11

Testing of Welds:
Visual examination surface defects spotted through routine inspections by experienced inspector or surveyor. Radiographic X-ray or gamma ray devices, shielding required. Ultrasonic pulses of ultrasonic energy, no health issues.

Weld Faults:

12

Case Study Incat, Tasmania:

Case Study Incat, Tasmania:


001 Derwent Explorer (Jeremiah Ryan) LOA = 18.2 m Built 1977 Material: Steel Designer: Phil Hercus Builder: Robert Clifford

13

Case Study Incat, Tasmania:


004 Freedom Flyer (Fitzroy) LOA = 20 m Maximum speed = 28 knots Built 1981 Material: Aluminium Designer: Phil Hercus Builder: Robert Clifford

Case Study Incat, Tasmania:


High-speed catamarans Evolution in size from 18m up to 112m presently under construction. Lightweight structures, full aluminium construction. Minimise lightship weight to maximise deadweight and speed. Resiliently mounted superstructure to aid passenger comfort by isolating from noise & vibration. Constant emphasis on weight reduction. Commercial & military operations. Production techniques developed to reduce build time and maximise profits.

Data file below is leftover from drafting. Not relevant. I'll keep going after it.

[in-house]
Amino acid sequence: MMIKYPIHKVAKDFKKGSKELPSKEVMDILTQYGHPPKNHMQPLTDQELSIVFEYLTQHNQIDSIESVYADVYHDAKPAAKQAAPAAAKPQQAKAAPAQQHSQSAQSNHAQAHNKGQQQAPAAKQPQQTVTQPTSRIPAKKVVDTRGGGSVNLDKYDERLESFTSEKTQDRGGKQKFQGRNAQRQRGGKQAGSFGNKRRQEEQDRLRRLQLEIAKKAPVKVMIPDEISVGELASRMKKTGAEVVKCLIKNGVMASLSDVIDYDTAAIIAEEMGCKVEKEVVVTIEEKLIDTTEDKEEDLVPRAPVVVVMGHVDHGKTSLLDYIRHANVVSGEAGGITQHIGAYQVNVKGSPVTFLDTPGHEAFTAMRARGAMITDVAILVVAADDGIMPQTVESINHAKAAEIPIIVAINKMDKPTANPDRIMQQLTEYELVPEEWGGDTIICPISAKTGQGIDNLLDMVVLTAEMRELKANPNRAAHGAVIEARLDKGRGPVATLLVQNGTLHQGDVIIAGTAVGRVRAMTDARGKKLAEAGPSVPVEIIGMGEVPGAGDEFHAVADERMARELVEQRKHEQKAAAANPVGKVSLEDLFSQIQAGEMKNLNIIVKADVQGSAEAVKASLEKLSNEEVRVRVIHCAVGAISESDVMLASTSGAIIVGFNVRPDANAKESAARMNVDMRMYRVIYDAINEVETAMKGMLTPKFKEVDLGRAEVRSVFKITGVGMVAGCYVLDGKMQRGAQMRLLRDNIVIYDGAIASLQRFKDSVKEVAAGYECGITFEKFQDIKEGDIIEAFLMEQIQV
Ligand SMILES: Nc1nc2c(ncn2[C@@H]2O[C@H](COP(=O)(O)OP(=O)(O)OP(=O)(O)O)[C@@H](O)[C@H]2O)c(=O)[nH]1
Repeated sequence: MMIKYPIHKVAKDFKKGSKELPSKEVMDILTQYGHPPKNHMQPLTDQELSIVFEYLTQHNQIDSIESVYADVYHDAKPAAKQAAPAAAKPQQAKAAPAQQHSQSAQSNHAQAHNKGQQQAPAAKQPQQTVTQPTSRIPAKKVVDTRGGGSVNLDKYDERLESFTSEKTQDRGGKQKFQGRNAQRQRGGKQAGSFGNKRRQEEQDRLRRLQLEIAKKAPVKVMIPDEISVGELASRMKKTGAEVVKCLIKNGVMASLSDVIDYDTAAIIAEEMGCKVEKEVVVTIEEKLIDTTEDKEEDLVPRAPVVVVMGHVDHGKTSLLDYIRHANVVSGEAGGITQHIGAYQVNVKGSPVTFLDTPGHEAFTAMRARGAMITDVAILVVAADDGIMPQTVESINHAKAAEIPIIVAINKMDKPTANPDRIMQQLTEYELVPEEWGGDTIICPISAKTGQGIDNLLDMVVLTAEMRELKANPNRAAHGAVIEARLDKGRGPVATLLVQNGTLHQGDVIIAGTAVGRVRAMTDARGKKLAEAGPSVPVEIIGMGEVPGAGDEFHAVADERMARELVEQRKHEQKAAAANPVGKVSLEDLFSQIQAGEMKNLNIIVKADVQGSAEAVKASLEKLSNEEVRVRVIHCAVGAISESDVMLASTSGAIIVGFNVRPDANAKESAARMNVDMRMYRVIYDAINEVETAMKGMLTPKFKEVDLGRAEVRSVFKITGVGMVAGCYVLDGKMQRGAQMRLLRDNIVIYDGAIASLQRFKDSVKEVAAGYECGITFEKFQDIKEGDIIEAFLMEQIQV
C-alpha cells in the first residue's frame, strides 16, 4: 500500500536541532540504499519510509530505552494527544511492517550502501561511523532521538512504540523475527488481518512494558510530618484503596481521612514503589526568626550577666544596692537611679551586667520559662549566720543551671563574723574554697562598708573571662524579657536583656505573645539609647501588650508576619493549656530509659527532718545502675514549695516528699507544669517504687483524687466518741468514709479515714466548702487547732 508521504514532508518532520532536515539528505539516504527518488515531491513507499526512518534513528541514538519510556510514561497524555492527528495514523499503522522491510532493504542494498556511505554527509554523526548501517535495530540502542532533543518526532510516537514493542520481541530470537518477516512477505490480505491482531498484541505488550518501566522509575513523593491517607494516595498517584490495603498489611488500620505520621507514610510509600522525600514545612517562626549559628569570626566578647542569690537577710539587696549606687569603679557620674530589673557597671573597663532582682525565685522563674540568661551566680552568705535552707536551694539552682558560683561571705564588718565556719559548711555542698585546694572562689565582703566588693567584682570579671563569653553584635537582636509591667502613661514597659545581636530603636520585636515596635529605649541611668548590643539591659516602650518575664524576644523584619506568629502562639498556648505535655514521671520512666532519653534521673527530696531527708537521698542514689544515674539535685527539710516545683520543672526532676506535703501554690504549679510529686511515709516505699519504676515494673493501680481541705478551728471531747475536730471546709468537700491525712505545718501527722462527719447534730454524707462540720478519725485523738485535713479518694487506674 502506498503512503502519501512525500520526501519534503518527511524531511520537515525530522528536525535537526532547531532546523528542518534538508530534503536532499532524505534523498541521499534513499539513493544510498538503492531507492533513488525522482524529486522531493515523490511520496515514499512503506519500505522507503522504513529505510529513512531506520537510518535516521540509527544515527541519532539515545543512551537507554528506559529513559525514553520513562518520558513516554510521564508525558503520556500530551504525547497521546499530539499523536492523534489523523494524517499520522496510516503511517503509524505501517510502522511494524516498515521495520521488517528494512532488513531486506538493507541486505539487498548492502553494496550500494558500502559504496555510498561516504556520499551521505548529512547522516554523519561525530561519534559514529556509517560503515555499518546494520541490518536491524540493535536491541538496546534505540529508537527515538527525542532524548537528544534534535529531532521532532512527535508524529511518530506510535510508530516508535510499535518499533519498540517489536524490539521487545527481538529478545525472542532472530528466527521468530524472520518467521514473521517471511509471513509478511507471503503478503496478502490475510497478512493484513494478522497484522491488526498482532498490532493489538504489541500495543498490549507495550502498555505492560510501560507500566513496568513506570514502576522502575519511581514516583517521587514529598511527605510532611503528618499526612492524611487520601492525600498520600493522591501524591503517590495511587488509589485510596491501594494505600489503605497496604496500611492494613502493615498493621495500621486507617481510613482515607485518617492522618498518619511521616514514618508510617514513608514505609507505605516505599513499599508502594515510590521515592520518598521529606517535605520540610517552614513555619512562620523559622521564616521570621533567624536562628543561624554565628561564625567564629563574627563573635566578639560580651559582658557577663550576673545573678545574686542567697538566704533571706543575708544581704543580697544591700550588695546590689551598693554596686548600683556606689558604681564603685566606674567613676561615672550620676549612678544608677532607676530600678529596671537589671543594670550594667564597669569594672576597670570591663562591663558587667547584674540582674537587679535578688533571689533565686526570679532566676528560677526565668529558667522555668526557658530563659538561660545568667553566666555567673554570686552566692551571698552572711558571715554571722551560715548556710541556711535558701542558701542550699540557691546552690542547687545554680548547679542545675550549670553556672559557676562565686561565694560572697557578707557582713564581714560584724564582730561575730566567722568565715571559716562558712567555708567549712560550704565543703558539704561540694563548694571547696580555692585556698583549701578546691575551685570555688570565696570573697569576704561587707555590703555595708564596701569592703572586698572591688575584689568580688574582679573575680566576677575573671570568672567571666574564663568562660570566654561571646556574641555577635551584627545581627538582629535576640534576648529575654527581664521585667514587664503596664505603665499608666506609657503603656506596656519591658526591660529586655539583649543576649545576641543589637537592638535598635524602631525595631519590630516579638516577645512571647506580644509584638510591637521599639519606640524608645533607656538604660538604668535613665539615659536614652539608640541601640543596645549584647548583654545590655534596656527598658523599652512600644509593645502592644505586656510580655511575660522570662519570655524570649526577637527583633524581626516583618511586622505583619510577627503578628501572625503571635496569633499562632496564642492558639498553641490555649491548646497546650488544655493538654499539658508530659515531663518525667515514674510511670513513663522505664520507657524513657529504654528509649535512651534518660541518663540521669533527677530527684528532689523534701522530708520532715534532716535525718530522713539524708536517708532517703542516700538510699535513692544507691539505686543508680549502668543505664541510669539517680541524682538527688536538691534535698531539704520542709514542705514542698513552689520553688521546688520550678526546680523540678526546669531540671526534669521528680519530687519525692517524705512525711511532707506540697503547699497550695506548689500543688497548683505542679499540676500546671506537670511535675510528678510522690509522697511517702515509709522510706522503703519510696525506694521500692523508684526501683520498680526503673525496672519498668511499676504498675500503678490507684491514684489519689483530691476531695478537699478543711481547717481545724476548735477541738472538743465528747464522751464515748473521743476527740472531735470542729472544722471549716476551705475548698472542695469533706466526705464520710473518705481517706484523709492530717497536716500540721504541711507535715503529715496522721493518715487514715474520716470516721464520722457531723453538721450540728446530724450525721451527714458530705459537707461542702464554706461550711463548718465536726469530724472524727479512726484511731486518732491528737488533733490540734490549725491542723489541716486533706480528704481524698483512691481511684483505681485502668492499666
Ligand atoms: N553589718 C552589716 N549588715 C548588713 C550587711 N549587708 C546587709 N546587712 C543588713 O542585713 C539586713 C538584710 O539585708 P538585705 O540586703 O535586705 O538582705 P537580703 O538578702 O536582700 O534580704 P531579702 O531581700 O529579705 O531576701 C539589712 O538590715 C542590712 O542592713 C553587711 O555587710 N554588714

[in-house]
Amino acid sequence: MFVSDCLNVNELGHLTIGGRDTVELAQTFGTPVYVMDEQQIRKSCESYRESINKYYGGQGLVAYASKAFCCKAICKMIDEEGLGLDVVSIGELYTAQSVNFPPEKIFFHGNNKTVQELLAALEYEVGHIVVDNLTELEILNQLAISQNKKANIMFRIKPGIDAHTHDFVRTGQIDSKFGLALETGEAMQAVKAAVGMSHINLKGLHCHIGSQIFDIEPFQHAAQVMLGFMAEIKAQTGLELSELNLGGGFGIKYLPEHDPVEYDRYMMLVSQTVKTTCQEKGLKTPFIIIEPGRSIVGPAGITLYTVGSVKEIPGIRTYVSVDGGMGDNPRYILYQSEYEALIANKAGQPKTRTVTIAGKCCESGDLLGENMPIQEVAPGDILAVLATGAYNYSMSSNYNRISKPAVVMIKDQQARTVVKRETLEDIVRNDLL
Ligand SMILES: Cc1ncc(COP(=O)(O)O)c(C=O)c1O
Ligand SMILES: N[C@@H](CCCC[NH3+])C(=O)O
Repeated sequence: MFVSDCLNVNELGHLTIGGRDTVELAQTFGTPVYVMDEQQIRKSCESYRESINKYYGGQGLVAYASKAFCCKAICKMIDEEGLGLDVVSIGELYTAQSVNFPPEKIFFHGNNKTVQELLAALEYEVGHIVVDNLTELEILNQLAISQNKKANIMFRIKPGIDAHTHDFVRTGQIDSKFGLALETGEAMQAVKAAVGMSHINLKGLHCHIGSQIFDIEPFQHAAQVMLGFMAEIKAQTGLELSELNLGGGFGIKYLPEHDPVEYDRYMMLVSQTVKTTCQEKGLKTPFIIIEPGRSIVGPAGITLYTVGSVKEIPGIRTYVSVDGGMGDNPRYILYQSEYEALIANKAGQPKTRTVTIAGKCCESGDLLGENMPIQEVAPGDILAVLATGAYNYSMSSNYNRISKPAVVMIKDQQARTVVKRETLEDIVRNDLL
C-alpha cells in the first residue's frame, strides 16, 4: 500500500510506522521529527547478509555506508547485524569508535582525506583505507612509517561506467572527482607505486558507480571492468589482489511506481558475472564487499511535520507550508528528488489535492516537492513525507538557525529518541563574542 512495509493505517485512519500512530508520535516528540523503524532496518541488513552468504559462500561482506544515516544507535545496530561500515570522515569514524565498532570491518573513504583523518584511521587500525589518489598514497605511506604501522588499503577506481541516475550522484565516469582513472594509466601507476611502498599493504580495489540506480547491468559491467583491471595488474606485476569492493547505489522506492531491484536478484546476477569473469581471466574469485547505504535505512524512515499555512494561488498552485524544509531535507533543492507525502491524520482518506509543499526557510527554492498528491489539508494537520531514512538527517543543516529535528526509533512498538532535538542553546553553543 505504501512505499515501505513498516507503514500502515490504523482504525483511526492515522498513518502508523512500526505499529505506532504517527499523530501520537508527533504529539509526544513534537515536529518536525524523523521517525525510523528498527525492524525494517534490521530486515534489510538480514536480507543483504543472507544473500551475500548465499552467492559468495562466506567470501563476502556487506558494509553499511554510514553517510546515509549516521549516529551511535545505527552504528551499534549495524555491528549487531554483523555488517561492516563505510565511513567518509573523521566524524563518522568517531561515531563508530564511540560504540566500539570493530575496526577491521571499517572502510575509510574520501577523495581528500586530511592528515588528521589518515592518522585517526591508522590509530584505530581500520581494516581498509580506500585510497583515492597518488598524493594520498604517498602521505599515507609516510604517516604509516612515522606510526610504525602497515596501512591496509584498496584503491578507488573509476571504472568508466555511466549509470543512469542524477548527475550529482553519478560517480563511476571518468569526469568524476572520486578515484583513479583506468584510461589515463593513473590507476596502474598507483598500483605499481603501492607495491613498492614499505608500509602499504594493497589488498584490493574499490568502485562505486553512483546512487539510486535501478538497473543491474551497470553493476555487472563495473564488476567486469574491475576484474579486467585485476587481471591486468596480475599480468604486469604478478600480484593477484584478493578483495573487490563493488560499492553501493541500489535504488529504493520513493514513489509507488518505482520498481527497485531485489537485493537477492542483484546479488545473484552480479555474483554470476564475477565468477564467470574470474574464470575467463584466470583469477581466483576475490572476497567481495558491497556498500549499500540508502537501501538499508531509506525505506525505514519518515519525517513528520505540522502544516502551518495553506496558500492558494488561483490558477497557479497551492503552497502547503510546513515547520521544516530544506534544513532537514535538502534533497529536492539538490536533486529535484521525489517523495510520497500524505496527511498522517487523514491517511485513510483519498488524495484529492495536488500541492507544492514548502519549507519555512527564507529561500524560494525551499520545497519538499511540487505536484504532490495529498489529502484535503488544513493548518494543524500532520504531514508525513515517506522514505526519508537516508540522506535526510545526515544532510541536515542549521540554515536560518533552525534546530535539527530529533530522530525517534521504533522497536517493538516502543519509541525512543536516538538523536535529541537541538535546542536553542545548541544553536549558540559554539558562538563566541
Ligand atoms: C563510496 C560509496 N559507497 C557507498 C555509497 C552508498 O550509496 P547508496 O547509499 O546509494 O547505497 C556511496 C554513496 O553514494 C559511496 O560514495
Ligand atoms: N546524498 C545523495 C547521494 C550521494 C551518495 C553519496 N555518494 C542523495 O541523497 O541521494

14

Case Study Incat, Tasmania:

Case Study Incat, Tasmania:

15

Incat Tasmania - Plate Shop:

Case Study Incat, Tasmania:


Cutting: Plasma Arc cutter - CNC Open air bed Plate sizes up to 12m x 2.5m Thickness from 3mm to 40mm (Thinnest plate used in vessels ~ 2.5mm extrusion)

16

Incat Tasmania - Plate Shop: Plasma Cutter

Incat Tasmania Assembly Shed:

17

Incat Tasmania Frame Bending Machine:

Incat Tasmania Rolling Machine:

18

Incat Tasmania Bending Press:

Incat Tasmania - Guillotine:

19

Incat Tasmania Unit Assembly:

Incat Tasmania Unit Assembly:

20

Welding: MIG fully manual system Argon gas Also MIG automated system on clamping rig with stainless steel backing plate. Building the ships is still essentially a manual process.

Incat Tasmania Unit Assembly:

Frames

Rolled Shell Plate

Extruded T-bar

Extruded Vehicle Deck

21

Extrusions: Reduction in production time and costs focussed on extrusion technology.

Extrusions:

22

Extrusions: Original ratio 80% plate - 20% extrusions.


Extrusions were the main decks, flooring, T-bar stiffeners & architectural components.

Now ratio 55% plate - 45% extrusions.


Extrusions also used in wetdeck undersurface, all vehicle decking, crossbracing, joiners, curved fairing surfaces on shell plate above waterline, void bulkheads, some interior walls & some exterior walls above waterline.